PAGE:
It is so unfortunate that we Indians so conveniently label anyone belonging to the Mongoloid race as North Easterners. The North East is a very diverse and heterogeneous place. Each of the ‘Seven Sisters’ have their own languages, tribes, dialects, culture and history. Any write up focusing on the north east points at how that particular geographic locale has remained largely inaccessible and how and why it has never been able to break into the national psyche. I wish to instead redirect the attention of how it is the ‘mainland’ Indians who haven’t been able to reciprocate the feelings of inclusiveness and fraternity with our fellow countrymen from the ‘north-east’.
With the accumulated baggage of cultural stereotypes and tradition of the dead generations weighing like a mountain upon my mind, I travelled to Shillong. Shillong is a 2 hour drive up through the hills from Guwahati which is the sole city accessible to other parts of ‘mainland India’ by road, air and rail. The drive to Shillong is a surprisingly good one, with the drive interspersed by stops to gorge on fresh pineapples. To state the cliché that the people are extremely friendly and welcoming would be to state the mundane and would also be an understatement.
Meghalaya is one of the most prosperous and peaceful states among the Seven sisters. The common misconception of the north east is that of a highly unsafe, underdeveloped and remote place. For a local the most irritating thing has to be the constant questioning of tourists particularly the fellow Indians regarding the security situation in the region. The best response I heard to that question was the cumulative crime rate in the entire region was lower than the crime rate in New Delhi. The mainstream Indian media has to bear the large portion of the guilt in the false depictions of the security scene in the region which adversely affects tourism. Just like any other region in our country the north east too has its fair share of problems but instead of aiming at diffusing the security situation incorrect portrayal only results in greater alienation of the people of the region.
The city of Shillong is a particularly beautiful one, with picture perfect hills as its backdrop and scenic valleys. True to my expectation the cultural atmosphere of the city is similar to a rock band’s album cover. The Christian Missionaries brought along with English language to the city also the cultural heritage of the west. Shillong is placed uniquely in the list of those cities having a delicate balance between retaining their tribal ethnicity and incorporating other traditions too. Cherrapunji, arguably the wettest place on earth (some say Mowsinram), is an hour’s drive from the city and what a drive it is! With gurgling springs, grassy gentle slopes, children playing football on the carpeted grass, older folk smoking a cigarette and gently ambling along the road, the entire drive is akin to a visual orgasm. All along the drive there are countless waterfalls small and big. For an eye accustomed to view only tasteless malls and large glass covered skyscrapers, the drive provides an alternate way of living in sync with nature.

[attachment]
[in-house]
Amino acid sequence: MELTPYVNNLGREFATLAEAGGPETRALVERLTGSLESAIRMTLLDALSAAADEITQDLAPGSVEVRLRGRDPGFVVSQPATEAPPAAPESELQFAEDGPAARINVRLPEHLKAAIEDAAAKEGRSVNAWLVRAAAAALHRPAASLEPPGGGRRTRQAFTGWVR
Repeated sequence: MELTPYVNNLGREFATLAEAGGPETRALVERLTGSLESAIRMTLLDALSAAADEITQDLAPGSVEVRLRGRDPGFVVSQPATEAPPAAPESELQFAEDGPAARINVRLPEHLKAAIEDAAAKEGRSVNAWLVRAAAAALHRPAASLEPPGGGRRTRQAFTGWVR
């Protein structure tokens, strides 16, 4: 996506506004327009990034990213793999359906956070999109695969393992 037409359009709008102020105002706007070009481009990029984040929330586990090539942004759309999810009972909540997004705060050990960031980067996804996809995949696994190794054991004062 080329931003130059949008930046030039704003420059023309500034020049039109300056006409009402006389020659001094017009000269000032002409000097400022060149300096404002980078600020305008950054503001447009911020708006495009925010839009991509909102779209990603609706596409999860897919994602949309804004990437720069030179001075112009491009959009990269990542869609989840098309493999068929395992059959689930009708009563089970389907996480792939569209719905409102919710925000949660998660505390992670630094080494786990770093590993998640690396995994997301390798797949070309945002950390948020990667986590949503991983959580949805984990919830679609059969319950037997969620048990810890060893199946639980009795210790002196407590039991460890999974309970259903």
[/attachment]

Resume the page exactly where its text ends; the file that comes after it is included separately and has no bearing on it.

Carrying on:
Shillong is connected to all other important cities of the region, even to Tawang by helicopter service. Its infrastructure is sufficient to handle the tourist influx. Accommodations vary from the luxury hotels to the budget ones. For those literarily inclined, they might want to try staying at Tripura Palace. The place has both historic and literary weight to it, for it was here that Tagore completed Shakuntala. Meghalaya also has the country’s lowest tax on alcohol, for those who enjoy their drinks you are sure to have a great time. Enjoy your Happy Hours 24/7. For a unique tourist experience devoid of any commercialization and to breathe in air as pure as you are likely to get anywhere in the world, visit Shillong.
[Image courtesy: http://www.flickr.com/photos/mksfoto/2044674039/]